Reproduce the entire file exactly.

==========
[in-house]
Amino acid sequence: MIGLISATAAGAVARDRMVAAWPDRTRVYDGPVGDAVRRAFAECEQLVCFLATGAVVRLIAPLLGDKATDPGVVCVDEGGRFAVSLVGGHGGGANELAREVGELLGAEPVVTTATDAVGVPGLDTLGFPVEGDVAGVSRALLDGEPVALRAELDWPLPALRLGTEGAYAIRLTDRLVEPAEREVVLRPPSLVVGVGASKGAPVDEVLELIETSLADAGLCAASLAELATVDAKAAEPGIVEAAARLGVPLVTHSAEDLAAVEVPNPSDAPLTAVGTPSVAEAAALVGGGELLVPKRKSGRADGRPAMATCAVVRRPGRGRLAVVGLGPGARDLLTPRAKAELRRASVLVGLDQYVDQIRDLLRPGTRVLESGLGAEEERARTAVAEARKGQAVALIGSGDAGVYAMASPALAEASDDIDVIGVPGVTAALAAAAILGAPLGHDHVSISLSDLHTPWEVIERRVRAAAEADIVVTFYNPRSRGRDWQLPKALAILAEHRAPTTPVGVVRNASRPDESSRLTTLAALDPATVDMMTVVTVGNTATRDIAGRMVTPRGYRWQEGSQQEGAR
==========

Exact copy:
[in-house]
Amino acid sequence: MIGLISATAAGAVARDRMVAAWPDRTRVYDGPVGDAVRRAFAECEQLVCFLATGAVVRLIAPLLGDKATDPGVVCVDEGGRFAVSLVGGHGGGANELAREVGELLGAEPVVTTATDAVGVPGLDTLGFPVEGDVAGVSRALLDGEPVALRAELDWPLPALRLGTEGAYAIRLTDRLVEPAEREVVLRPPSLVVGVGASKGAPVDEVLELIETSLADAGLCAASLAELATVDAKAAEPGIVEAAARLGVPLVTHSAEDLAAVEVPNPSDAPLTAVGTPSVAEAAALVGGGELLVPKRKSGRADGRPAMATCAVVRRPGRGRLAVVGLGPGARDLLTPRAKAELRRASVLVGLDQYVDQIRDLLRPGTRVLESGLGAEEERARTAVAEARKGQAVALIGSGDAGVYAMASPALAEASDDIDVIGVPGVTAALAAAAILGAPLGHDHVSISLSDLHTPWEVIERRVRAAAEADIVVTFYNPRSRGRDWQLPKALAILAEHRAPTTPVGVVRNASRPDESSRLTTLAALDPATVDMMTVVTVGNTATRDIAGRMVTPRGYRWQEGSQQEGAR